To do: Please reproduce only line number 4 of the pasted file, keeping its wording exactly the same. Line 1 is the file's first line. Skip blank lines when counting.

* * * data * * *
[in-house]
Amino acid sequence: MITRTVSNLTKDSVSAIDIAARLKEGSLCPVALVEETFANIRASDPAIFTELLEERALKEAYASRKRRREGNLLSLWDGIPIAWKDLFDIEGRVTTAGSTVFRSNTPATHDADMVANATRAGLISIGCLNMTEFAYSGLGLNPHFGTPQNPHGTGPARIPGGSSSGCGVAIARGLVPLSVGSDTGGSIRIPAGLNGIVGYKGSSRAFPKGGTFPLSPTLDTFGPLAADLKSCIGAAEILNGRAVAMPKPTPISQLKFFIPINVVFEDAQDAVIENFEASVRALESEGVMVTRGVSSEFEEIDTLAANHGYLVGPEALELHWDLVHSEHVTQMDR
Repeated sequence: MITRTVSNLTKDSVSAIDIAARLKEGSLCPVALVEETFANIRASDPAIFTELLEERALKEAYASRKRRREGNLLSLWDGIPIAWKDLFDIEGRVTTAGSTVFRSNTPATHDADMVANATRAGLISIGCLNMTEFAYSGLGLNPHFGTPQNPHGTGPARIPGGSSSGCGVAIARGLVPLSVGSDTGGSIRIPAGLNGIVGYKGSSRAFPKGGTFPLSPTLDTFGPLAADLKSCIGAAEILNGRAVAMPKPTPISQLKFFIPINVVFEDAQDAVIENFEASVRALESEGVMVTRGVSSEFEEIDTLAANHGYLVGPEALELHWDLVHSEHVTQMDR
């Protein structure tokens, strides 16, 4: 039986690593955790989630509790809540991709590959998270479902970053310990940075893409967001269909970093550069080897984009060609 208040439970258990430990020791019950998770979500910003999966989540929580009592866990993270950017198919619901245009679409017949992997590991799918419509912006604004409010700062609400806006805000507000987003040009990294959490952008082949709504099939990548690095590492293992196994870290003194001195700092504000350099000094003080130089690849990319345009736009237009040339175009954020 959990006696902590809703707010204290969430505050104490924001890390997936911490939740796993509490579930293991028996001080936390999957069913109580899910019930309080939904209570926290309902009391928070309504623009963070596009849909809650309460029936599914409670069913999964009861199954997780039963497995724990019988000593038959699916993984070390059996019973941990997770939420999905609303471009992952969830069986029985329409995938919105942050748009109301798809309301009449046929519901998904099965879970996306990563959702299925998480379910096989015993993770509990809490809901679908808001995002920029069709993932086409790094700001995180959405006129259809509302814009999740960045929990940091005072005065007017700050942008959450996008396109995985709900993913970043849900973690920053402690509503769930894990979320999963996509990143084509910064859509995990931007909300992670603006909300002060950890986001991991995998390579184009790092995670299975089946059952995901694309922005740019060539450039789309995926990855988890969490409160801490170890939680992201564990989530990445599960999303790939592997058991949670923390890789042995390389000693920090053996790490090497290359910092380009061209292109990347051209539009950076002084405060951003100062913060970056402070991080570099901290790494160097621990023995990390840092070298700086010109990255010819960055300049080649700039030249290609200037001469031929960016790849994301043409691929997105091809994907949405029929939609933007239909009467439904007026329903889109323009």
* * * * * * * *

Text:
């Protein structure tokens, strides 16, 4: 039986690593955790989630509790809540991709590959998270479902970053310990940075893409967001269909970093550069080897984009060609 208040439970258990430990020791019950998770979500910003999966989540929580009592866990993270950017198919619901245009679409017949992997590991799918419509912006604004409010700062609400806006805000507000987003040009990294959490952008082949709504099939990548690095590492293992196994870290003194001195700092504000350099000094003080130089690849990319345009736009237009040339175009954020 959990006696902590809703707010204290969430505050104490924001890390997936911490939740796993509490579930293991028996001080936390999957069913109580899910019930309080939904209570926290309902009391928070309504623009963070596009849909809650309460029936599914409670069913999964009861199954997780039963497995724990019988000593038959699916993984070390059996019973941990997770939420999905609303471009992952969830069986029985329409995938919105942050748009109301798809309301009449046929519901998904099965879970996306990563959702299925998480379910096989015993993770509990809490809901679908808001995002920029069709993932086409790094700001995180959405006129259809509302814009999740960045929990940091005072005065007017700050942008959450996008396109995985709900993913970043849900973690920053402690509503769930894990979320999963996509990143084509910064859509995990931007909300992670603006909300002060950890986001991991995998390579184009790092995670299975089946059952995901694309922005740019060539450039789309995926990855988890969490409160801490170890939680992201564990989530990445599960999303790939592997058991949670923390890789042995390389000693920090053996790490090497290359910092380009061209292109990347051209539009950076002084405060951003100062913060970056402070991080570099901290790494160097621990023995990390840092070298700086010109990255010819960055300049080649700039030249290609200037001469031929960016790849994301043409691929997105091809994907949405029929939609933007239909009467439904007026329903889109323009």